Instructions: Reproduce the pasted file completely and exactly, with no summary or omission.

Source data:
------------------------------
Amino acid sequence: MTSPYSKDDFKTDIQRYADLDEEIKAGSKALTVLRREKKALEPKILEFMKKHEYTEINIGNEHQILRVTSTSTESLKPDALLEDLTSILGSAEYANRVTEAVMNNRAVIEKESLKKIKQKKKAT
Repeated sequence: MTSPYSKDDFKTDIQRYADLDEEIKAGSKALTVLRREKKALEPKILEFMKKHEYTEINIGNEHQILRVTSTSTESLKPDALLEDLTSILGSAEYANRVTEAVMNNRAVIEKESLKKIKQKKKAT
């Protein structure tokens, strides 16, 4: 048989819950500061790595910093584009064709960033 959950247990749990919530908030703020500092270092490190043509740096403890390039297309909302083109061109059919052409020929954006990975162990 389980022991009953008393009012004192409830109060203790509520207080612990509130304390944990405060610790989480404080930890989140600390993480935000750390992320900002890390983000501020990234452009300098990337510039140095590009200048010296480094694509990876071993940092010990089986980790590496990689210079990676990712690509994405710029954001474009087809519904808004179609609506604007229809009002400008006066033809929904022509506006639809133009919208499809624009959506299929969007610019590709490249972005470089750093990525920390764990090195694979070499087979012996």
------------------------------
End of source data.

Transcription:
Amino acid sequence: MTSPYSKDDFKTDIQRYADLDEEIKAGSKALTVLRREKKALEPKILEFMKKHEYTEINIGNEHQILRVTSTSTESLKPDALLEDLTSILGSAEYANRVTEAVMNNRAVIEKESLKKIKQKKKAT
Repeated sequence: MTSPYSKDDFKTDIQRYADLDEEIKAGSKALTVLRREKKALEPKILEFMKKHEYTEINIGNEHQILRVTSTSTESLKPDALLEDLTSILGSAEYANRVTEAVMNNRAVIEKESLKKIKQKKKAT
């Protein structure tokens, strides 16, 4: 048989819950500061790595910093584009064709960033 959950247990749990919530908030703020500092270092490190043509740096403890390039297309909302083109061109059919052409020929954006990975162990 389980022991009953008393009012004192409830109060203790509520207080612990509130304390944990405060610790989480404080930890989140600390993480935000750390992320900002890390983000501020990234452009300098990337510039140095590009200048010296480094694509990876071993940092010990089986980790590496990689210079990676990712690509994405710029954001474009087809519904808004179609609506604007229809009002400008006066033809929904022509506006639809133009919208499809624009959506299929969007610019590709490249972005470089750093990525920390764990090195694979070499087979012996």